Enterprise Development, as I stated in the introduction, must effectively coordinate the efforts of a development team. By organizing around a source code repository, you have a source of truth than enables you to always know what is in production, helping your team to quickly replicate your production environment.
Another powerful practice is to back up your production environment before deploying any new changes. This seemingly simple practice is necessary to mitigate against the risk of production deployments that don’t go according to plan. I have personally witnessed production deployments that tested fine in development, QA and UAT environments not work in production due to configuration and/or data discrepancies. When this happens, having a plan of action to be able to roll back to a previous configuration is critical to minimize downtimes for people using the systems.
Backing up production before migration becomes even more important when you cannot completely automate the migration process. On the Force.com platform, because there is no way of extracting a complete representation of configuration and code that describes a Salesforce.com organization, there will be certain types of configuration that will need to be done manually. This means that certain configurations may not exactly match how the lower environments were configured and cause problems in production. And if you don’t remember the exact steps, or have incomplete or missing documentation, you would like to be able to roll back to a known good state.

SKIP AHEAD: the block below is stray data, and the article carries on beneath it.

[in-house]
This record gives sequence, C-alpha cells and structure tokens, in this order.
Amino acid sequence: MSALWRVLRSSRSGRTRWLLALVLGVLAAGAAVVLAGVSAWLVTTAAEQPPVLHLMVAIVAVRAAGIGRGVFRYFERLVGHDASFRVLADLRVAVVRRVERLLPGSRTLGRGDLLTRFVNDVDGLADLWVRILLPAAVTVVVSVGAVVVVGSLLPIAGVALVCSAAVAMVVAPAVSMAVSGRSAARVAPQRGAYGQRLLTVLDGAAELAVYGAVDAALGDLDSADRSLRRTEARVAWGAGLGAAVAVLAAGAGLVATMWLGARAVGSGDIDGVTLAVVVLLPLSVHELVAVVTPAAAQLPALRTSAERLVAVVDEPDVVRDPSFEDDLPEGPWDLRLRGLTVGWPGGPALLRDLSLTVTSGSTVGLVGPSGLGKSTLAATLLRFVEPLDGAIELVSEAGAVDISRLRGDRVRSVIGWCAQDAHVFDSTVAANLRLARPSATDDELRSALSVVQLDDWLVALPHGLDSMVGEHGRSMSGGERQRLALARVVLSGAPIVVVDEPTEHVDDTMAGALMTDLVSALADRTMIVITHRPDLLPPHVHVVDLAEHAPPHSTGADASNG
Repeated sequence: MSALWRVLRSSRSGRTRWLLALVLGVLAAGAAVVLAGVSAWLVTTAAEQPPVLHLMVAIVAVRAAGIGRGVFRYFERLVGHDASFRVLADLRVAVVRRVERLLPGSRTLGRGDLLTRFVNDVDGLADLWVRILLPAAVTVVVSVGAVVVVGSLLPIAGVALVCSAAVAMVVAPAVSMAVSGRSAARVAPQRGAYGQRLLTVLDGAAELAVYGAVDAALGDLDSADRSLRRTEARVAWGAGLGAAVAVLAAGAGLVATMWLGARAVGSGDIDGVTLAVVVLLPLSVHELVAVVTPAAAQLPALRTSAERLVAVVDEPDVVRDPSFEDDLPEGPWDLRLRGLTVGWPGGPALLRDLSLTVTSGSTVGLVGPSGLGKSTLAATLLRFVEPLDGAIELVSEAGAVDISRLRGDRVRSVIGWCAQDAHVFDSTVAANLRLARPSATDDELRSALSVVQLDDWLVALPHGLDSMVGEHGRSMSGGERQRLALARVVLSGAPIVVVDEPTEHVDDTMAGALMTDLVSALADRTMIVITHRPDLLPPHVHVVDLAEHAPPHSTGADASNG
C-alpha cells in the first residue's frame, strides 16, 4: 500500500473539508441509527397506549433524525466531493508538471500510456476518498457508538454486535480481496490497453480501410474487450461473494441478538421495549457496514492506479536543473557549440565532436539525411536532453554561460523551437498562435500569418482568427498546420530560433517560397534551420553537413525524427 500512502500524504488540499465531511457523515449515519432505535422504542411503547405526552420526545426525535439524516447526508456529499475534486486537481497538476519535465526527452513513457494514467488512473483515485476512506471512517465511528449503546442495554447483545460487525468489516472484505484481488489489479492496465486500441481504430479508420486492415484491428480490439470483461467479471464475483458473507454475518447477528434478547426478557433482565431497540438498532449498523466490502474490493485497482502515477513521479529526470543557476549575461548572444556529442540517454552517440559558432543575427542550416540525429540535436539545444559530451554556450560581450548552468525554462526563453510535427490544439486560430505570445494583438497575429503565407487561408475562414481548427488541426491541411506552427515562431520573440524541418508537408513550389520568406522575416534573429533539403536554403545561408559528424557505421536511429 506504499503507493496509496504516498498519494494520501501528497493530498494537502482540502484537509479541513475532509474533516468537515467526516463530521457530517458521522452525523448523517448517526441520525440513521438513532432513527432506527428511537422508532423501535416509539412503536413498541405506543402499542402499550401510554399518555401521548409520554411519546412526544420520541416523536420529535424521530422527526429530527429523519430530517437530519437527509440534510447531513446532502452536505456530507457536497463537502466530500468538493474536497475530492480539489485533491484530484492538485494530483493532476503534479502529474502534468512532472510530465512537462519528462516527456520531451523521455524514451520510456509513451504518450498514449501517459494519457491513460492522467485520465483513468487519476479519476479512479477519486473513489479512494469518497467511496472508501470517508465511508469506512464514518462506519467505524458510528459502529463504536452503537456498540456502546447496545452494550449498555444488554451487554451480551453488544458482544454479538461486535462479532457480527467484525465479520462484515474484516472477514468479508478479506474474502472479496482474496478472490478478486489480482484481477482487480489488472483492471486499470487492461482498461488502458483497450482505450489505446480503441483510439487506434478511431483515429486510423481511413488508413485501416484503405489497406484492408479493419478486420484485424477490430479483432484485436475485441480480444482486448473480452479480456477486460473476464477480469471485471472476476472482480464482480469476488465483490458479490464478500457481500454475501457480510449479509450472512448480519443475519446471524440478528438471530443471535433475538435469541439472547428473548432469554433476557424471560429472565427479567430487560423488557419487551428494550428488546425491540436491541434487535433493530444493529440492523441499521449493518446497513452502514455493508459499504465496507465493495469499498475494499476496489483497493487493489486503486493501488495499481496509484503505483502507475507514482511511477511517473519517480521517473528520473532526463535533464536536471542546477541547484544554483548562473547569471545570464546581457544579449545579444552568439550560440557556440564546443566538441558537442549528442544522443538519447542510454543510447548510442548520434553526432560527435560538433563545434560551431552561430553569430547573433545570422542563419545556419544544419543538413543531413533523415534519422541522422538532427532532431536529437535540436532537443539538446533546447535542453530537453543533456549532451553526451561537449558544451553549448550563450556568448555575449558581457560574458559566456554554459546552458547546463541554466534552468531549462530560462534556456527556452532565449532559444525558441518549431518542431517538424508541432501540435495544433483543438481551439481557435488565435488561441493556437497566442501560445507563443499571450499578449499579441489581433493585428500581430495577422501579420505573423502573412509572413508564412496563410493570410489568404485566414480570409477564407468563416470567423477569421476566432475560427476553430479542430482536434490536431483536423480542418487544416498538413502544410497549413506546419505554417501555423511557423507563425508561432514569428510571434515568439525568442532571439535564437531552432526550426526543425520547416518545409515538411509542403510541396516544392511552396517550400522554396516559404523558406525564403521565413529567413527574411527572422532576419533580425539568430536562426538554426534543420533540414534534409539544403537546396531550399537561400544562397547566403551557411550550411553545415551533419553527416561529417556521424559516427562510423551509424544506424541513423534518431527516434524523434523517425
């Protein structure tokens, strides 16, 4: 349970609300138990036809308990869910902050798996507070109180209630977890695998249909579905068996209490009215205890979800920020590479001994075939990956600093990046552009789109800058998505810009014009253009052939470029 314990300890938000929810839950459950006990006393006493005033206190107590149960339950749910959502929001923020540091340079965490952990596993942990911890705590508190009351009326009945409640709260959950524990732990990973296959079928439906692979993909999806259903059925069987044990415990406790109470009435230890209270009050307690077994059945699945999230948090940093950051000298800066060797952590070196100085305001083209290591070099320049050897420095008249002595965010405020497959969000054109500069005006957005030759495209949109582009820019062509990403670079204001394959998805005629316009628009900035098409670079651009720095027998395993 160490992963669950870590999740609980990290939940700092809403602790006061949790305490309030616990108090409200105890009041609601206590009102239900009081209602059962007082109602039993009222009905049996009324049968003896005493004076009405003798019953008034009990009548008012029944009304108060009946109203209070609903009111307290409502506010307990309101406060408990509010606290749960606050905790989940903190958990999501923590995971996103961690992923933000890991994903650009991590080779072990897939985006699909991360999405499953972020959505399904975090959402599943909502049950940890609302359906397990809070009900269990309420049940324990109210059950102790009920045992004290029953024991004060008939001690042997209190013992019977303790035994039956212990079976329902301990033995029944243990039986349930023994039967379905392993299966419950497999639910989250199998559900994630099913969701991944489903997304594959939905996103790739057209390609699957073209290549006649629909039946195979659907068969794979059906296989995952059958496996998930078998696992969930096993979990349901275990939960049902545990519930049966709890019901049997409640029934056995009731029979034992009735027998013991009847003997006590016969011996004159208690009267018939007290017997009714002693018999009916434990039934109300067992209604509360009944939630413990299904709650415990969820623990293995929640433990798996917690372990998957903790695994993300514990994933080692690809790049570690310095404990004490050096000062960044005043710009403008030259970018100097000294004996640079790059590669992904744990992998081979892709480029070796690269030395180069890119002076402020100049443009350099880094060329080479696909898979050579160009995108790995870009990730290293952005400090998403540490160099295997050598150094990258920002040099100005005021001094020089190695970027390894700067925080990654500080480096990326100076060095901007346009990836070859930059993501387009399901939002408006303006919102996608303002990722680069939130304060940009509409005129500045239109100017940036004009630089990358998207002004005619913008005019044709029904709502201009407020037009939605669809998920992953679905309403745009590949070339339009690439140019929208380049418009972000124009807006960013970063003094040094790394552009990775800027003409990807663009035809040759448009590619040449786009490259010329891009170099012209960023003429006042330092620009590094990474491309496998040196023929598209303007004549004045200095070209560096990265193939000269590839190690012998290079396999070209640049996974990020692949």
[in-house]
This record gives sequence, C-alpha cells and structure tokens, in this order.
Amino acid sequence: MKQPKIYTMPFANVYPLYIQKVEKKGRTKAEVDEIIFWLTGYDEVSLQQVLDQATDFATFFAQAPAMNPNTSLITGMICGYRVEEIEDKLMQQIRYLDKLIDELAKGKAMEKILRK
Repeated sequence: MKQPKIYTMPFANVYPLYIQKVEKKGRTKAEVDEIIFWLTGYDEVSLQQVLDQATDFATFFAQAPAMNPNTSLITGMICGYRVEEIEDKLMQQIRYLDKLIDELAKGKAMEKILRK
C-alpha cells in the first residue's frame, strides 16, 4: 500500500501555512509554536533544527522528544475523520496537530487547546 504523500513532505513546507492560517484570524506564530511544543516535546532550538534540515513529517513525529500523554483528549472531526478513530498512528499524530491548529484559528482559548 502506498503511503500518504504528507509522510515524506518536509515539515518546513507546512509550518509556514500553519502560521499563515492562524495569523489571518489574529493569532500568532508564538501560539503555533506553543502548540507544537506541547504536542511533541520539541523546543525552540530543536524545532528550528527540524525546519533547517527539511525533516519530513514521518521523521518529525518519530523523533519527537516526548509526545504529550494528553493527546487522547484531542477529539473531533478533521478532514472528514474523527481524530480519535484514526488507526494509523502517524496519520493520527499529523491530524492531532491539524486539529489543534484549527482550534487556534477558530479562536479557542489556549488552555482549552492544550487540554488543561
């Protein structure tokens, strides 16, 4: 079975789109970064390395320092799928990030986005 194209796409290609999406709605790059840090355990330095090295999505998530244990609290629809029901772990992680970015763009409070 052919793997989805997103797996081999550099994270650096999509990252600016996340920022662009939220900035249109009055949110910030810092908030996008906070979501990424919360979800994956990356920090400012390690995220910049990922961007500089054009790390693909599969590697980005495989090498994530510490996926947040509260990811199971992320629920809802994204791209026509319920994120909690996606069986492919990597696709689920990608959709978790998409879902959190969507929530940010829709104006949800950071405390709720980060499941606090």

Unfortunately, the ability to backup and restore a Salesforce organization is not available on the Force.com platform. (You can schedule a weekly backup of your data, but not your configuration and code). Instead, if you want to test your deployment before moving to production, you are forced to create a full copy sandbox and test your deployment process within the sandbox. Sounds like a great alternative, except for one, minor detail. You can only refresh a full copy sandbox every 29 days. So if you manage to screw up a deployment and want to test it again, you will need to wait until you can refresh it.
I did find a suggestion at ideas.salesforce.com that speaks about having the ability to restore salesforce.com using a snapshot metaphor. If you think that this would be a valuable addition to salesforce.com, I encourage you to vote on it here.
In the meantime, what practices have you invented for minimizing the risks of failed production deployments within the force.com platform?